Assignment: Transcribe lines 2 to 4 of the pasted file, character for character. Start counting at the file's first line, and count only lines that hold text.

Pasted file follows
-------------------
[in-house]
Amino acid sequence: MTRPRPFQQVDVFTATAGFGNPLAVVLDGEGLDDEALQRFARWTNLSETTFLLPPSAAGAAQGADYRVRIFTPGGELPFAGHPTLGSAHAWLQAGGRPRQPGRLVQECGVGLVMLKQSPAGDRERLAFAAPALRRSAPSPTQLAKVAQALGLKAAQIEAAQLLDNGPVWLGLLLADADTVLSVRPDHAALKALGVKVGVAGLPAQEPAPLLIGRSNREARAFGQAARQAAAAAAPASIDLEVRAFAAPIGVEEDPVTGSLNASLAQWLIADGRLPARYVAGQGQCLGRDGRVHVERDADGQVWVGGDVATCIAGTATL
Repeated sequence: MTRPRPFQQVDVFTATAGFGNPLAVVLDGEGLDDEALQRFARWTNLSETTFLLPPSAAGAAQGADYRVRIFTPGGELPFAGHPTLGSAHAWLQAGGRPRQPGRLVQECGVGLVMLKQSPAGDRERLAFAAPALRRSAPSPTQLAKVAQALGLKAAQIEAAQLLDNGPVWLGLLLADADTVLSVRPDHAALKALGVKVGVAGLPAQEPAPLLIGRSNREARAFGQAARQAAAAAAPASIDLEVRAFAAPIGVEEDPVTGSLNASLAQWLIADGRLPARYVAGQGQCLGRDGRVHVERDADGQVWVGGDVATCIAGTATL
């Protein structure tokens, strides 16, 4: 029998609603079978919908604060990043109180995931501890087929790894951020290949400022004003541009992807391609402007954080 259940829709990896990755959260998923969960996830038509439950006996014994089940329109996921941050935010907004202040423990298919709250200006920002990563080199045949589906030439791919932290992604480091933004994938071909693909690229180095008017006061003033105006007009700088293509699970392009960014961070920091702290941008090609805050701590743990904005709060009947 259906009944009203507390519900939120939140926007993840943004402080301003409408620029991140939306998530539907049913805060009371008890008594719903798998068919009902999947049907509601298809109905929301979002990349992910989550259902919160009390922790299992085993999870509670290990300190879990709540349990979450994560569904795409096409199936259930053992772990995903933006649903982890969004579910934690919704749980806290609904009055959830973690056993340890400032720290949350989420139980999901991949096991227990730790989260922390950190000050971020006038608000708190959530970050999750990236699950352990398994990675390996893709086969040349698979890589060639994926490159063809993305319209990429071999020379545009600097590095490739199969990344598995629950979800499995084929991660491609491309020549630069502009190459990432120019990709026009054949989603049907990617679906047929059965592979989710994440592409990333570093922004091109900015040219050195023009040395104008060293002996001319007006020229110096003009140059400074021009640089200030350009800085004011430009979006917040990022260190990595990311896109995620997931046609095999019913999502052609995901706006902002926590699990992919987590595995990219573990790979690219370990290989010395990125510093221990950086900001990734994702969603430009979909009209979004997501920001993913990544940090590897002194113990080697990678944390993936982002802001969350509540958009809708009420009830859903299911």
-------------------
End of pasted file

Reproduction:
Amino acid sequence: MTRPRPFQQVDVFTATAGFGNPLAVVLDGEGLDDEALQRFARWTNLSETTFLLPPSAAGAAQGADYRVRIFTPGGELPFAGHPTLGSAHAWLQAGGRPRQPGRLVQECGVGLVMLKQSPAGDRERLAFAAPALRRSAPSPTQLAKVAQALGLKAAQIEAAQLLDNGPVWLGLLLADADTVLSVRPDHAALKALGVKVGVAGLPAQEPAPLLIGRSNREARAFGQAARQAAAAAAPASIDLEVRAFAAPIGVEEDPVTGSLNASLAQWLIADGRLPARYVAGQGQCLGRDGRVHVERDADGQVWVGGDVATCIAGTATL
Repeated sequence: MTRPRPFQQVDVFTATAGFGNPLAVVLDGEGLDDEALQRFARWTNLSETTFLLPPSAAGAAQGADYRVRIFTPGGELPFAGHPTLGSAHAWLQAGGRPRQPGRLVQECGVGLVMLKQSPAGDRERLAFAAPALRRSAPSPTQLAKVAQALGLKAAQIEAAQLLDNGPVWLGLLLADADTVLSVRPDHAALKALGVKVGVAGLPAQEPAPLLIGRSNREARAFGQAARQAAAAAAPASIDLEVRAFAAPIGVEEDPVTGSLNASLAQWLIADGRLPARYVAGQGQCLGRDGRVHVERDADGQVWVGGDVATCIAGTATL
């Protein structure tokens, strides 16, 4: 029998609603079978919908604060990043109180995931501890087929790894951020290949400022004003541009992807391609402007954080 259940829709990896990755959260998923969960996830038509439950006996014994089940329109996921941050935010907004202040423990298919709250200006920002990563080199045949589906030439791919932290992604480091933004994938071909693909690229180095008017006061003033105006007009700088293509699970392009960014961070920091702290941008090609805050701590743990904005709060009947 259906009944009203507390519900939120939140926007993840943004402080301003409408620029991140939306998530539907049913805060009371008890008594719903798998068919009902999947049907509601298809109905929301979002990349992910989550259902919160009390922790299992085993999870509670290990300190879990709540349990979450994560569904795409096409199936259930053992772990995903933006649903982890969004579910934690919704749980806290609904009055959830973690056993340890400032720290949350989420139980999901991949096991227990730790989260922390950190000050971020006038608000708190959530970050999750990236699950352990398994990675390996893709086969040349698979890589060639994926490159063809993305319209990429071999020379545009600097590095490739199969990344598995629950979800499995084929991660491609491309020549630069502009190459990432120019990709026009054949989603049907990617679906047929059965592979989710994440592409990333570093922004091109900015040219050195023009040395104008060293002996001319007006020229110096003009140059400074021009640089200030350009800085004011430009979006917040990022260190990595990311896109995620997931046609095999019913999502052609995901706006902002926590699990992919987590595995990219573990790979690219370990290989010395990125510093221990950086900001990734994702969603430009979909009209979004997501920001993913990544940090590897002194113990080697990678944390993936982002802001969350509540958009809708009420009830859903299911």